Deoki Nandan, J.
1. This is a plaintiff's Second Appeal. The suit was for a permanent injunction restraining the defendant from making any constructions on the land in dispute or from, in any other manner, interfering with the plaintiff's right thereon. The relief for possession was also claimed in the alternative in case the court found that the plaintiffs had been dispossessed of any part of the land in suit.
2. The land in suit is a triangular plot of land bearing No. 23/20 of Maua Qila Kohna, Pargana Sikandarpur East, District Ballia. The plaintiffs are nine in number. Eight of them had appealed and the 9th was a pro forma respondent in this Court. The plaintiffs are admittedly some of the zamindars of the Mahal and co-sharers in the proprietary rights in the land in suit. The land is part of Abadi of the Muza and is a Brham Asthan with a Bargad tree and Chabutra in the center. It is triangular in shape with public roads on two of its sides and a public drain on the third side. The defendant claims to have acquitted (acquired) a part of the land under two deeds dated the 7th Oct., 1956 and the 19th Jan., 1959 from different co-sharers in the proprietary rights on payment of premium of Rs. 175/- and further claimed that he had to pay 50 P. per year as rent. The trial court decreed the suit, but the lower appeallate court reversed the same and dismissed the suit; hence this Second Appeal.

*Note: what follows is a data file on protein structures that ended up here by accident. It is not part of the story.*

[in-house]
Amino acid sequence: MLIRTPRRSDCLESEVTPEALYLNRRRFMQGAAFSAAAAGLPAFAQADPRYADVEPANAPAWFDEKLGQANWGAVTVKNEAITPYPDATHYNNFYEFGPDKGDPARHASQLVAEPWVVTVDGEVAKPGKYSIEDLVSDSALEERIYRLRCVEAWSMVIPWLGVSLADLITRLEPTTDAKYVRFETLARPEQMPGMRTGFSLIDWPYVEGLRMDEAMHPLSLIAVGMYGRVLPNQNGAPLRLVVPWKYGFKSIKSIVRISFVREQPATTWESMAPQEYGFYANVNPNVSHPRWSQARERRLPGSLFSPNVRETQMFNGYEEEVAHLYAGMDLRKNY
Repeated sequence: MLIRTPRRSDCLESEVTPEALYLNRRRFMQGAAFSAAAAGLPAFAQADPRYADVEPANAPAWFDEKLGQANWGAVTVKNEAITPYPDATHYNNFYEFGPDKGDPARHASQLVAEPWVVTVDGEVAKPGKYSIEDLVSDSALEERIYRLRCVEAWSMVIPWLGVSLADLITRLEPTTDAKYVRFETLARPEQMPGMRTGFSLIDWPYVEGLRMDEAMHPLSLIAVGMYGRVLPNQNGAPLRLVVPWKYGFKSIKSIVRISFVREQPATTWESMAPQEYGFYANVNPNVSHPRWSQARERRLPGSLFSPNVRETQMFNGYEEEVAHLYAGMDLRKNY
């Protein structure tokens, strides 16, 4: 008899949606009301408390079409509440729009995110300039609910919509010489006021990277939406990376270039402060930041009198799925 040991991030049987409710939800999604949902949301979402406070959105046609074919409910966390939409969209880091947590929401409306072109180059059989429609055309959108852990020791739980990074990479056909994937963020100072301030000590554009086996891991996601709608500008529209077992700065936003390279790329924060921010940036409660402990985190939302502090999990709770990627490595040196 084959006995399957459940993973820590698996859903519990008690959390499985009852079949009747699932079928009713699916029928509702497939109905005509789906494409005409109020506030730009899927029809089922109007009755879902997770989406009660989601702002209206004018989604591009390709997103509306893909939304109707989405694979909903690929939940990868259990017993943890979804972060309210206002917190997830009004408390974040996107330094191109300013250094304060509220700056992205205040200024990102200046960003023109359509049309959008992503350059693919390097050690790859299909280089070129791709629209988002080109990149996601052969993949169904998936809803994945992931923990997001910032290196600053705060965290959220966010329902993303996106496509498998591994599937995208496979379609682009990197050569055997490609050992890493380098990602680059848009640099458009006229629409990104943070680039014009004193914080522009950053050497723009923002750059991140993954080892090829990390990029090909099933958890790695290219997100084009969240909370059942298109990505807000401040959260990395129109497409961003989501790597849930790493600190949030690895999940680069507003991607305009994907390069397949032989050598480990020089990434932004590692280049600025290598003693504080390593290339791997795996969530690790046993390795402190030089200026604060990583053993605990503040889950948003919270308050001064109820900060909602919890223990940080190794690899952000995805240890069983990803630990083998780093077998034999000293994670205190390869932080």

3. It is not necessary in this case to refer to the facts in any great detail.
4. The point which arises for determination in this case is whether some of the co-sharers or any one of them could have settled the land with the defendant under the two deeds dated the 7th Oct., 1956 (Ext. A-18) and 19th Jan., 1959 (Ext. A-19) and the decision of that question turns on the interpretation of a term of the Wajib-ul-arz, and the terms on which some of the co-sharers purported to settle the land with the defendant.